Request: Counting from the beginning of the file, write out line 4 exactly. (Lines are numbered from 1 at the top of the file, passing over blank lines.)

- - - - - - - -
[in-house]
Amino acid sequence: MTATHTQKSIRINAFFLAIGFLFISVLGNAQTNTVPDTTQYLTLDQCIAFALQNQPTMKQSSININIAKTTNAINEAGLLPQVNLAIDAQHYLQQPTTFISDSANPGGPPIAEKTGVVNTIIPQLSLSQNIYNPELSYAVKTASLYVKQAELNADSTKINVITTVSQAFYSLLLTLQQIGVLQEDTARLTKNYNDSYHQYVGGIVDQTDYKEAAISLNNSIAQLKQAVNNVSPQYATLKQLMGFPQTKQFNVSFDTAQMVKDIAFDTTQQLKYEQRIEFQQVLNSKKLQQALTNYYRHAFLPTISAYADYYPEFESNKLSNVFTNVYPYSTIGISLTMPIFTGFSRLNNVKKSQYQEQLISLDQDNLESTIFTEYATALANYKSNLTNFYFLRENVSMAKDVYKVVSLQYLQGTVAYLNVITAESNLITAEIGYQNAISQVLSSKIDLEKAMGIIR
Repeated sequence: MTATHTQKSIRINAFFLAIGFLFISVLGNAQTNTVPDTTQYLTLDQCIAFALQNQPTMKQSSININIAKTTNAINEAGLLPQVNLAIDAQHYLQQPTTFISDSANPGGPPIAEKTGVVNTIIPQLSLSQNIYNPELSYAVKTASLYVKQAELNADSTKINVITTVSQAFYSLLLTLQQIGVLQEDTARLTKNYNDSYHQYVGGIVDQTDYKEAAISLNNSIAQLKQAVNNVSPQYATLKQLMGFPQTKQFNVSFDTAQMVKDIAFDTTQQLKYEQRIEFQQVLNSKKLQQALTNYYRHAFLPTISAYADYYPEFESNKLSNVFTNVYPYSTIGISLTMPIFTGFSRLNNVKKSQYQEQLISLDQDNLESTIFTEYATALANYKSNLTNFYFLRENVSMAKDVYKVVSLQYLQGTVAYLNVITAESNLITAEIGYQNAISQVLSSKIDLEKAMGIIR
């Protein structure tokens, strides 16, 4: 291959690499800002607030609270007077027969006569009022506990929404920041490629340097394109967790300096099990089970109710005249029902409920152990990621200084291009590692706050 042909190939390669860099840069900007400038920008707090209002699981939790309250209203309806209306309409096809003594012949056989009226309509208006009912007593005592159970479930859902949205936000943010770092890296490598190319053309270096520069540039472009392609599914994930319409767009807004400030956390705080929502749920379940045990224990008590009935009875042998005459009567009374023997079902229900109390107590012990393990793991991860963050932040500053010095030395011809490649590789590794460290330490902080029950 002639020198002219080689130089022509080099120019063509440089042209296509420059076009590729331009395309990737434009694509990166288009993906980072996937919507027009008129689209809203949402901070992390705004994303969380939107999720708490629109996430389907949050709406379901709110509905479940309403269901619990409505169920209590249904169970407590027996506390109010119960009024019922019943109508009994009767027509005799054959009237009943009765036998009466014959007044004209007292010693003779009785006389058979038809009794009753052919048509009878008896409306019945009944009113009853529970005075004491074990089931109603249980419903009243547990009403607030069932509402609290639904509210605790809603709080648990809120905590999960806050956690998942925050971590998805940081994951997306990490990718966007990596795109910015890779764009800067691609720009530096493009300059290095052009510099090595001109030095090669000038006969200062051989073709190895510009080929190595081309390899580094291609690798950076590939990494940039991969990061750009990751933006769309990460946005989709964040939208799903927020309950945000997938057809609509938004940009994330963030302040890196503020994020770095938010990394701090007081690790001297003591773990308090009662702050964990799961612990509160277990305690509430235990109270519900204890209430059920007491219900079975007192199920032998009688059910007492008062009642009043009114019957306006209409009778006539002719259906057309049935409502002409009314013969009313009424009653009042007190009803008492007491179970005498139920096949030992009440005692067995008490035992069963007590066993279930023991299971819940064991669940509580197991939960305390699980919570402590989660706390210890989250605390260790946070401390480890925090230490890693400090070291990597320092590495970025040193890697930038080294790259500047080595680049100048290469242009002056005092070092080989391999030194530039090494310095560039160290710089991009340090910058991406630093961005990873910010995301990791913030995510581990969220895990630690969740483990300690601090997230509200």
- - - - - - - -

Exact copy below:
């Protein structure tokens, strides 16, 4: 291959690499800002607030609270007077027969006569009022506990929404920041490629340097394109967790300096099990089970109710005249029902409920152990990621200084291009590692706050 042909190939390669860099840069900007400038920008707090209002699981939790309250209203309806209306309409096809003594012949056989009226309509208006009912007593005592159970479930859902949205936000943010770092890296490598190319053309270096520069540039472009392609599914994930319409767009807004400030956390705080929502749920379940045990224990008590009935009875042998005459009567009374023997079902229900109390107590012990393990793991991860963050932040500053010095030395011809490649590789590794460290330490902080029950 002639020198002219080689130089022509080099120019063509440089042209296509420059076009590729331009395309990737434009694509990166288009993906980072996937919507027009008129689209809203949402901070992390705004994303969380939107999720708490629109996430389907949050709406379901709110509905479940309403269901619990409505169920209590249904169970407590027996506390109010119960009024019922019943109508009994009767027509005799054959009237009943009765036998009466014959007044004209007292010693003779009785006389058979038809009794009753052919048509009878008896409306019945009944009113009853529970005075004491074990089931109603249980419903009243547990009403607030069932509402609290639904509210605790809603709080648990809120905590999960806050956690998942925050971590998805940081994951997306990490990718966007990596795109910015890779764009800067691609720009530096493009300059290095052009510099090595001109030095090669000038006969200062051989073709190895510009080929190595081309390899580094291609690798950076590939990494940039991969990061750009990751933006769309990460946005989709964040939208799903927020309950945000997938057809609509938004940009994330963030302040890196503020994020770095938010990394701090007081690790001297003591773990308090009662702050964990799961612990509160277990305690509430235990109270519900204890209430059920007491219900079975007192199920032998009688059910007492008062009642009043009114019957306006209409009778006539002719259906057309049935409502002409009314013969009313009424009653009042007190009803008492007491179970005498139920096949030992009440005692067995008490035992069963007590066993279930023991299971819940064991669940509580197991939960305390699980919570402590989660706390210890989250605390260790946070401390480890925090230490890693400090070291990597320092590495970025040193890697930038080294790259500047080595680049100048290469242009002056005092070092080989391999030194530039090494310095560039160290710089991009340090910058991406630093961005990873910010995301990791913030995510581990969220895990630690969740483990300690601090997230509200």